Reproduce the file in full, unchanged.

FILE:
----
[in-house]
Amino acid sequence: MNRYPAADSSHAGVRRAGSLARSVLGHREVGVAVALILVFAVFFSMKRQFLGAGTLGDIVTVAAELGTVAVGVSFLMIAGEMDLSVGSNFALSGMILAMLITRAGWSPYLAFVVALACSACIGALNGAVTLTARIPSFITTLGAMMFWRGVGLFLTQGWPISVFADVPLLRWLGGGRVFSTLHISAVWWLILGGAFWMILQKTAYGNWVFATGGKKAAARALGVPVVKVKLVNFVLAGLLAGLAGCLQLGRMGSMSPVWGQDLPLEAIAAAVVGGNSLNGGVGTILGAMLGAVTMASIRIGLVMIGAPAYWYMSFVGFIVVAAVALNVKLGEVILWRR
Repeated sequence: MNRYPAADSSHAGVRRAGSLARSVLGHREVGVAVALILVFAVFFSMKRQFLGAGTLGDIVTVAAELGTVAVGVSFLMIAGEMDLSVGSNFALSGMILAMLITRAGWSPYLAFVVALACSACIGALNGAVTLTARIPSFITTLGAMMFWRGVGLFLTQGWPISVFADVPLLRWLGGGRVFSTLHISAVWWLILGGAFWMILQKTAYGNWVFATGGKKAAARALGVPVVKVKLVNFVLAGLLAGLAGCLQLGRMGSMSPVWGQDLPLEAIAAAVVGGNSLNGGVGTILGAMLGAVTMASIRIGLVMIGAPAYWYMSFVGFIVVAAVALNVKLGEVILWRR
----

[in-house]
Amino acid sequence: MNRYPAADSSHAGVRRAGSLARSVLGHREVGVAVALILVFAVFFSMKRQFLGAGTLGDIVTVAAELGTVAVGVSFLMIAGEMDLSVGSNFALSGMILAMLITRAGWSPYLAFVVALACSACIGALNGAVTLTARIPSFITTLGAMMFWRGVGLFLTQGWPISVFADVPLLRWLGGGRVFSTLHISAVWWLILGGAFWMILQKTAYGNWVFATGGKKAAARALGVPVVKVKLVNFVLAGLLAGLAGCLQLGRMGSMSPVWGQDLPLEAIAAAVVGGNSLNGGVGTILGAMLGAVTMASIRIGLVMIGAPAYWYMSFVGFIVVAAVALNVKLGEVILWRR
Repeated sequence: MNRYPAADSSHAGVRRAGSLARSVLGHREVGVAVALILVFAVFFSMKRQFLGAGTLGDIVTVAAELGTVAVGVSFLMIAGEMDLSVGSNFALSGMILAMLITRAGWSPYLAFVVALACSACIGALNGAVTLTARIPSFITTLGAMMFWRGVGLFLTQGWPISVFADVPLLRWLGGGRVFSTLHISAVWWLILGGAFWMILQKTAYGNWVFATGGKKAAARALGVPVVKVKLVNFVLAGLLAGLAGCLQLGRMGSMSPVWGQDLPLEAIAAAVVGGNSLNGGVGTILGAMLGAVTMASIRIGLVMIGAPAYWYMSFVGFIVVAAVALNVKLGEVILWRR